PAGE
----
Saving water in California has been stressed time and time again through the twenty-first century, and we’ve heard countless tips over the radio or on the news on how to be more water conscious. Now, we have programs like LEED to help guide construction and building renovations to be more efficient from the start. In the upcoming years with the implementation of zero net energy construction in California, water use reduction and water efficiency will become an even more vital factor in building construction and renovation. Building designers and contractors will need to consider the design of a building from the get-go, using on-site resources and looking at synergies between systems to provide for the occupants with minimal additional energy requirements.

    Water Use and Efficiency

                 Improving water efficiency is a crucial factor in helping your building achieve ZNE and LEED credits. According to the State of California Energy Commission, 19% of California’s total energy consumption is used to treat and distribute water
    (1) , making multiple levels of water metering and aerated low flow fixtures essential in identifying water usage issues and leaks, and reducing total water consumption. Being overall conscious about the sourcing and use of water in your building (via multi-level water metering) contributes to your LEED scorecard, while reducing water demand through methods like aerated, low flow fixtures reduces the energy associated with its transport, heating and cooling, proving beneficial for Zero Net Energy standards.  Water heating alone can account for 7% of a building’s energy usage, so utilizing tools like electric-powered heat pump water heaters in conjunction with low flow fixtures in showers can make a substantial impact on buildings’ total energy use. Depending on your location, the US department of Energy recommends electric-powered heat pump water heaters as the most efficient, and most cost effective, method of water heating over a 13 year period. A powerful feature of these water heaters is their ability to be incorporated into the building’s ventilation system to reduce energy demands associated with cooling, a task that accounts for 9% of a building’s total energy use. The location of your heat pump water heater can be integrated into the design of your building from the start. Placing a heat pump water heater in an area expected to be significantly exposed to heat will not only improve the efficiency of the heat pump water heater, but also help reduce the temperature of that area of the building, further reducing energy demands for cooling.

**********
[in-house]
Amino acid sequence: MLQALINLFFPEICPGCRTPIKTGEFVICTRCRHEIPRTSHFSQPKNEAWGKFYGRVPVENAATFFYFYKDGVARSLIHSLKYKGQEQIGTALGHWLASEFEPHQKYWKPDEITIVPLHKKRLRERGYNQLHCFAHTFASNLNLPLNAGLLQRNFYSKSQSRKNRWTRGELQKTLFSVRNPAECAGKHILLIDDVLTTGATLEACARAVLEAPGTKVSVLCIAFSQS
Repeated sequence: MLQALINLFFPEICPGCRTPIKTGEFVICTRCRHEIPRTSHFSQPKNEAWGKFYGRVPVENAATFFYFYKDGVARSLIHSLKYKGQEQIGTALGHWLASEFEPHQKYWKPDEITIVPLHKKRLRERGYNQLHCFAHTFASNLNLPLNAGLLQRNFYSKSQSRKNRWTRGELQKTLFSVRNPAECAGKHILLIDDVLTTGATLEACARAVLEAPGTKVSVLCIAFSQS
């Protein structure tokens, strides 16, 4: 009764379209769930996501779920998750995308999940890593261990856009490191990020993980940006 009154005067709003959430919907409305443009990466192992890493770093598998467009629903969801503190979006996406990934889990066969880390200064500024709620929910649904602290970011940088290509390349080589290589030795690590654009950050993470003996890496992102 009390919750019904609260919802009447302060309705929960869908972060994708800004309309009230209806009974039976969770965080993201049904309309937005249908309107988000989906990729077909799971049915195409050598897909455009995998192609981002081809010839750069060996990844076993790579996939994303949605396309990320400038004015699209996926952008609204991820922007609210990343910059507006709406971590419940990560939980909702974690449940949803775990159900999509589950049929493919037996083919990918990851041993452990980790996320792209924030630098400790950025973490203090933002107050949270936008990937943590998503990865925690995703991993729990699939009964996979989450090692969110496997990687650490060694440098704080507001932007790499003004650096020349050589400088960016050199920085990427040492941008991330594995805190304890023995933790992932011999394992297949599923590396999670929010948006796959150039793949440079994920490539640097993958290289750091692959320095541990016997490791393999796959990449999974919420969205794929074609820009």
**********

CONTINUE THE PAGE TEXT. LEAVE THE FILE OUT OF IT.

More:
Water metering, low flow fixtures and heat pump water heaters will help reduce the amount of total water used and the energy demand of using that water, but a rainwater management system can help reduce the amount of potable water used by your building. Rainwater management serves a dual purpose of reducing potable water use, and reducing runoff and pollution from your site by harvesting and naturally purifying it. Using rainwater for irrigation eliminates excess surface runoff by capturing the excess water during storm events, then releasing it slowly over time for irrigation. Irrigating with this water reduces pollution to the environment because the pollutants in rain are seen as nutrients by plants so they take them up and convert them to biomass. These systems are a true win-win to reduce potable water use and benefit the environment in a positive way.